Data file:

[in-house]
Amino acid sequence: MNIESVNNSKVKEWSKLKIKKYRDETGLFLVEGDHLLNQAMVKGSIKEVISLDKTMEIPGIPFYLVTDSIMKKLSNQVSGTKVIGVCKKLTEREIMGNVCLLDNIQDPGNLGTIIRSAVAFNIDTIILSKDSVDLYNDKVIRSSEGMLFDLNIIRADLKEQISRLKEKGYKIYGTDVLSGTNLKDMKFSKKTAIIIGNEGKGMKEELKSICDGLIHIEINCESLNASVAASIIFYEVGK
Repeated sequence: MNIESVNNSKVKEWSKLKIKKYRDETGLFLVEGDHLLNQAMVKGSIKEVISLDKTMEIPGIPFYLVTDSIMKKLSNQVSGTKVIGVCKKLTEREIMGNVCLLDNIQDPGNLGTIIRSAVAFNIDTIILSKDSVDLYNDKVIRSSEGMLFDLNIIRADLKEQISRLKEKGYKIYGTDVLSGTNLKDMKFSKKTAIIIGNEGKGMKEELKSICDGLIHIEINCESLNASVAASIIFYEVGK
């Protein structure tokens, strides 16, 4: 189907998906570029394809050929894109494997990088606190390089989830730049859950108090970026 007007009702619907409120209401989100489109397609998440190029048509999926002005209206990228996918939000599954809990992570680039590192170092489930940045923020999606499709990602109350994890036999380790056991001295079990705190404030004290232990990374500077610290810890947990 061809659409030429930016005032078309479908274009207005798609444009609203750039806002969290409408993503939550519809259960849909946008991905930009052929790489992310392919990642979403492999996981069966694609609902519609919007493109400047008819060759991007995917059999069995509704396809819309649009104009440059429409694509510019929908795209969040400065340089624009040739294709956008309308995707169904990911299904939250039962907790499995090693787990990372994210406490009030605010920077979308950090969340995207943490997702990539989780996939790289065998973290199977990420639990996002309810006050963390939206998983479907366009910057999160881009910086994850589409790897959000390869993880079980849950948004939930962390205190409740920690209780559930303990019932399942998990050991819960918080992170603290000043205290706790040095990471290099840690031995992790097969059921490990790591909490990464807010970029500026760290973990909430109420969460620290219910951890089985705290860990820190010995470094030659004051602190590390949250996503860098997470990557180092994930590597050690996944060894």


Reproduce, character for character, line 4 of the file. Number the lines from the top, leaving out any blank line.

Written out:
């Protein structure tokens, strides 16, 4: 189907998906570029394809050929894109494997990088606190390089989830730049859950108090970026 007007009702619907409120209401989100489109397609998440190029048509999926002005209206990228996918939000599954809990992570680039590192170092489930940045923020999606499709990602109350994890036999380790056991001295079990705190404030004290232990990374500077610290810890947990 061809659409030429930016005032078309479908274009207005798609444009609203750039806002969290409408993503939550519809259960849909946008991905930009052929790489992310392919990642979403492999996981069966694609609902519609919007493109400047008819060759991007995917059999069995509704396809819309649009104009440059429409694509510019929908795209969040400065340089624009040739294709956008309308995707169904990911299904939250039962907790499995090693787990990372994210406490009030605010920077979308950090969340995207943490997702990539989780996939790289065998973290199977990420639990996002309810006050963390939206998983479907366009910057999160881009910086994850589409790897959000390869993880079980849950948004939930962390205190409740920690209780559930303990019932399942998990050991819960918080992170603290000043205290706790040095990471290099840690031995992790097969059921490990790591909490990464807010970029500026760290973990909430109420969460620290219910951890089985705290860990820190010995470094030659004051602190590390949250996503860098997470990557180092994930590597050690996944060894």